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Taylorsville Journal

Taylorsville Scouts BSA troops – both boys and girls – continue to grow

Mar 04, 2024 12:13PM ● By Carl Fauver

Scoutmaster David Augason (squatting in front), boys from Taylorsville’s 1996B Scouts BSA Troop camped and hiked in and around Yellowstone National Park last summer. (Courtesy David Augason)

It was just a couple of years ago when the Boy Scouts of America here in Utah took a triple gut punch, temporarily threatening the organization’s entire existence across our state. By in large, those punches came at three distinct levels: statewide, nationwide and worldwide.

• In Utah, The Church of Jesus Christ of Latter-day Saints ended its more than 100-year affiliation with BSA. This impacted Scouts in many places – but none more than in our state.

• Across the United States, Boy Scouts of America transitioned to Scouts BSA and began to allow girls into the organization. This stirred nationwide controversy, again threatening numbers.

• Worldwide, the COVID-19 pandemic forced Scouts BSA troops to begin meeting remotely. Unable to hike, camp or do other activities together, many Scouts left the program.

But despite all these challenges, a pair of Taylorsville Scouts BSA troops have bounced back and continue to grow.

Troops 1996B and 1996G are both sponsored by St. Matthew’s Lutheran Church (2700 W. Builders Drive, about 5150 South). As you’ve probably already guessed, the “B” and “G” stand for “boys” and “girls.” The 1996 also has significance. That’s the year the boys troop was originally formed – the same year Taylorsville became an incorporated city.

A little more than a year ago in these pages, we introduced you to the newly-created 1996G Troop, under Scoutmaster Karene Svedin. At the time, they received special Scouts BSA approval to form with only four girls. The organization’s standard minimum number to create a troop is five.

The four “founding” Scouts are still active in the Troop, with four newcomers having also joined them. One of the newer girls has since decided it’s not for her. But the troop is still going strong with seven members. They are: Kylee Fox, Diana Godinez, Elizabeth Jackson, Molly McDonald, Kaitriel Svedin, Atzari Unzueta and Natali Unzueta.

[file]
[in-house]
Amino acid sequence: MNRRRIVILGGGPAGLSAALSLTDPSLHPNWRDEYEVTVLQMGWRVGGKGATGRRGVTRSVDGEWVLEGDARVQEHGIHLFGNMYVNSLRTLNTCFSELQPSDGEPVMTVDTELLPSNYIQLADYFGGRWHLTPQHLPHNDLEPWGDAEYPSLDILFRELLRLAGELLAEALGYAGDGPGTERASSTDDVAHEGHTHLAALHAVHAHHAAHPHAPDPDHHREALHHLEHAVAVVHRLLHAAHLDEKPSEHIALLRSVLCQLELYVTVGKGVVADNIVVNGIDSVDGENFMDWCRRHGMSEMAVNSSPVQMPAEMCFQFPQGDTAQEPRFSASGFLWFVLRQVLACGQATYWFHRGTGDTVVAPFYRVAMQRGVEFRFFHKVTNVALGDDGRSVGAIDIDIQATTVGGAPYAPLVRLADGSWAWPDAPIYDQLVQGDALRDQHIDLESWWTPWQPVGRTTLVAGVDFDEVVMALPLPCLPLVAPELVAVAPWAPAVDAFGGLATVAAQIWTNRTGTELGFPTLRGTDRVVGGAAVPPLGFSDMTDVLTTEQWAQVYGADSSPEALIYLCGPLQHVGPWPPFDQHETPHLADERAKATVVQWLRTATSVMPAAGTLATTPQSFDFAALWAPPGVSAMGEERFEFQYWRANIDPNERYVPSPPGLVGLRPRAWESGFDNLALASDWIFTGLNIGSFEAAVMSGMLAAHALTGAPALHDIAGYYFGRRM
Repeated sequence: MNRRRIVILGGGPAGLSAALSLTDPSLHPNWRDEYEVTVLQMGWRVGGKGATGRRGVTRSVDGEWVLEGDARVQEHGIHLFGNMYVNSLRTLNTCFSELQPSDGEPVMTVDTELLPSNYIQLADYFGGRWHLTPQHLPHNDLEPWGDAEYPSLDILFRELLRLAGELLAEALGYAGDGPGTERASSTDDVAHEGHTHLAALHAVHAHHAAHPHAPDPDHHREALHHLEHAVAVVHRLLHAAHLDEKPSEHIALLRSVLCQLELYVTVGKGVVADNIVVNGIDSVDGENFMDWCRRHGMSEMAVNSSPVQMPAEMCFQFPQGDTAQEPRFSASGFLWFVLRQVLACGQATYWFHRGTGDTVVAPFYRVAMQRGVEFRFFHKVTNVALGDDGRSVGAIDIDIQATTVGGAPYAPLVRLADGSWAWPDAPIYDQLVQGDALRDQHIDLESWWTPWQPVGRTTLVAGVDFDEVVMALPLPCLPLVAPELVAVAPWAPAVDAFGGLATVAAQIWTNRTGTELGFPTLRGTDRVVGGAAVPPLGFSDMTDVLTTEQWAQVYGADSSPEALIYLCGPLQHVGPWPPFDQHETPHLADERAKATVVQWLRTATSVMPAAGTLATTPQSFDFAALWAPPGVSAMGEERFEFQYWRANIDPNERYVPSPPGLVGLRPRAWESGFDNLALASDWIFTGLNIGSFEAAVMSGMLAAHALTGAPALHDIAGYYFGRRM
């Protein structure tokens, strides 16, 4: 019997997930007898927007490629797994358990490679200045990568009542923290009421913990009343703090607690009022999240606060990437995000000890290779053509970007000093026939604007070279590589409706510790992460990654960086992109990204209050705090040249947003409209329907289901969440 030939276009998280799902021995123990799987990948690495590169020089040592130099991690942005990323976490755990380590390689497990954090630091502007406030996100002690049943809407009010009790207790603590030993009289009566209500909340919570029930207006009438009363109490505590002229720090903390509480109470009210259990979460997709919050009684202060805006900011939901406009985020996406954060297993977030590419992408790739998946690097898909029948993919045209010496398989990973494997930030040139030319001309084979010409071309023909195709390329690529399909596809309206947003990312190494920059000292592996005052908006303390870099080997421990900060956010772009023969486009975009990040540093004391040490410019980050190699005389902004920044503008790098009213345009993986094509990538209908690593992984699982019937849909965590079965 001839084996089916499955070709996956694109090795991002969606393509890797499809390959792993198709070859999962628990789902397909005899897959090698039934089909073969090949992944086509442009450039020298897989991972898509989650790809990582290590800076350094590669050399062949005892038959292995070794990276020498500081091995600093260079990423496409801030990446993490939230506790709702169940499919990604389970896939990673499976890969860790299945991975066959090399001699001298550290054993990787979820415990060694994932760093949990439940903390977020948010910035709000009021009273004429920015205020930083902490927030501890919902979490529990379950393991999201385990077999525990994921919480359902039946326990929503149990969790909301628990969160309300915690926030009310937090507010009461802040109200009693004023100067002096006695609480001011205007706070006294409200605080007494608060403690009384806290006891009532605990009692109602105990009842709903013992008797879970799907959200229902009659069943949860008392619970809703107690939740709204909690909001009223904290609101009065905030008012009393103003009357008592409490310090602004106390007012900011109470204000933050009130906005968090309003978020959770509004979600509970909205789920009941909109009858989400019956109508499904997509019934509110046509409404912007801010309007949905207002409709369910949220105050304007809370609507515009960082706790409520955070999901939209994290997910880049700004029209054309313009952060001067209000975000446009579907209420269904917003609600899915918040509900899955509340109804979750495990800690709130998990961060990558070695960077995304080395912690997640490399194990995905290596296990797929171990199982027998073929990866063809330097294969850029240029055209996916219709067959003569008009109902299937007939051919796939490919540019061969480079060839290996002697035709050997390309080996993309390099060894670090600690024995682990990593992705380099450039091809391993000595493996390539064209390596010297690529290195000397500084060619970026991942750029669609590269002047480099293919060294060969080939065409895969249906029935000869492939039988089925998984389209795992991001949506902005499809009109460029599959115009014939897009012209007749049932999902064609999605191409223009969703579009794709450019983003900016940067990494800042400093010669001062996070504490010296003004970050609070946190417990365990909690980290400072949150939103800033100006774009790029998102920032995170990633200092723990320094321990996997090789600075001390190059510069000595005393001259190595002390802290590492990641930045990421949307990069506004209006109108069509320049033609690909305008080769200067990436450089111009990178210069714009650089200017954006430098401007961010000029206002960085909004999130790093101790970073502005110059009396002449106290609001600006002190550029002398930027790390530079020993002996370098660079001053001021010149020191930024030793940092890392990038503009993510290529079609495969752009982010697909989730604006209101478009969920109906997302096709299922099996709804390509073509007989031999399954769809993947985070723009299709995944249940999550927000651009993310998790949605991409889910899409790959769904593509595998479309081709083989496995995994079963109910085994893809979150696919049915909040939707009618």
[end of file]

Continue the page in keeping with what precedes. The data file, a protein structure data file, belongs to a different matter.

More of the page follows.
“We started Troop 1996G in August 2022 and remained at four girls for our entire first year,” Svedin said. “Our fifth girl joined us last September. Then we picked up three more. We’re now at seven – and always ready to welcome more.”

Svedin’s eighth grade daughter, Kaitriel, is on pace to be the Troop’s first-ever Eagle Scout. She had a jump on the other girls, starting her Scouts BSA journey in a Las Vegas troop when the family lived in that area.

“Kaitriel and her older brother Caleb (ninth grade) are actually both very close to completing their Eagle Scout rank requirements,” Svedin said. “Caleb completed his Eagle service project last year, while Kaitriel is still deciding what she wants to do. We’ve talked with them about possibly having a joint Eagle Court of Honor. Sometimes they like the idea – and other times, they don’t.”

Caleb is a member of Troop 1996B. Although that troop has been around nearly 30 years, its Scoutmaster has been in place just a year-and-a-half. David Augason took that post at the same time Karene was starting her girls’ troop in August 2022.

“I have two sons in our Troop 1996B now, and two other kids – a son and daughter – in the Cub Scout Pack (4996) that feeds into 1996B and 1996G,” Augason said. “When I became Scoutmaster, we had about 18 active Scouts. But that number has grown to 42. We have five patrols. They meet in separate rooms at St. Matthews Lutheran Church and fill them all, with eight or nine Scouts each. We are so grateful to the Church for sponsoring us and providing meeting space.”

Last summer, Augason took his boys to the pristine Scouts BSA Camp Loll, located just a mile south of Yellowstone National Park, and only four miles north of Grand Teton National Park. This summer, their weeklong camp will return to Bear Lake.

“We do nine campouts per year,” Augason said. “In January, the boys spent a night in tents in the snow for our Klondike camp. Our next one will be in March or April in the Utah West Desert.”

Svedin’s female Scouts BSA Troop members will also spend a week on the shores of Bear Lake this summer.

“They love overnight camping,” she said. “At the Bear Lake camp last summer, my girls got to know members of another girls’ troop based in Millcreek. They worked on lots of merit badges together. Our Troop has also camped at Utah Lake, in Big Cottonwood Canyon and outside Mount Pleasant.”

Anyone interested in joining either of these Scouts BSA groups should contact Troop 1996B Scoutmaster David Augason (801-792-6916 / [email protected]) or Troop 1996G Scoutmaster Karene Svedin (801-205-2287 / [email protected]).λ

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